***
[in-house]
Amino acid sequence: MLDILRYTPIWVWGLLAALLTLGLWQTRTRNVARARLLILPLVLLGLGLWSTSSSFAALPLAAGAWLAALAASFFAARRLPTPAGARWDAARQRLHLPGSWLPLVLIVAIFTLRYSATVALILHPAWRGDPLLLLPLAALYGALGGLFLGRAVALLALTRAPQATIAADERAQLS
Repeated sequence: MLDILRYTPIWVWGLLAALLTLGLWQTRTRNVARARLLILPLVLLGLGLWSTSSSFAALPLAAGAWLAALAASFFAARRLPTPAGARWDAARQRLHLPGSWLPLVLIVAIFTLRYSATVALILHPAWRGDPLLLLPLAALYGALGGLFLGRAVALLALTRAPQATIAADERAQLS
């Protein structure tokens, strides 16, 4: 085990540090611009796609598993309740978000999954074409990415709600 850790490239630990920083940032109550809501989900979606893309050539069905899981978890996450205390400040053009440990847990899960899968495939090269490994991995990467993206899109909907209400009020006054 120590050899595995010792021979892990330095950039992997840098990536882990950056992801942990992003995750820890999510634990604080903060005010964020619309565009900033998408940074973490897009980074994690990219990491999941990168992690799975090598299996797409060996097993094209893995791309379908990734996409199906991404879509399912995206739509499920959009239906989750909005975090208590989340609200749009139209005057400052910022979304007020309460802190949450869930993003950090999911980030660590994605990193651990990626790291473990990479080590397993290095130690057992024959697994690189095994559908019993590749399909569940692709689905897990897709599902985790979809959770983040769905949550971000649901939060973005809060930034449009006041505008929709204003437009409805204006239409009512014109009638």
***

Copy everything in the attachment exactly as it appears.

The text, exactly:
[in-house]
Amino acid sequence: MLDILRYTPIWVWGLLAALLTLGLWQTRTRNVARARLLILPLVLLGLGLWSTSSSFAALPLAAGAWLAALAASFFAARRLPTPAGARWDAARQRLHLPGSWLPLVLIVAIFTLRYSATVALILHPAWRGDPLLLLPLAALYGALGGLFLGRAVALLALTRAPQATIAADERAQLS
Repeated sequence: MLDILRYTPIWVWGLLAALLTLGLWQTRTRNVARARLLILPLVLLGLGLWSTSSSFAALPLAAGAWLAALAASFFAARRLPTPAGARWDAARQRLHLPGSWLPLVLIVAIFTLRYSATVALILHPAWRGDPLLLLPLAALYGALGGLFLGRAVALLALTRAPQATIAADERAQLS
């Protein structure tokens, strides 16, 4: 085990540090611009796609598993309740978000999954074409990415709600 850790490239630990920083940032109550809501989900979606893309050539069905899981978890996450205390400040053009440990847990899960899968495939090269490994991995990467993206899109909907209400009020006054 120590050899595995010792021979892990330095950039992997840098990536882990950056992801942990992003995750820890999510634990604080903060005010964020619309565009900033998408940074973490897009980074994690990219990491999941990168992690799975090598299996797409060996097993094209893995791309379908990734996409199906991404879509399912995206739509499920959009239906989750909005975090208590989340609200749009139209005057400052910022979304007020309460802190949450869930993003950090999911980030660590994605990193651990990626790291473990990479080590397993290095130690057992024959697994690189095994559908019993590749399909569940692709689905897990897709599902985790979809959770983040769905949550971000649901939060973005809060930034449009006041505008929709204003437009409805204006239409009512014109009638």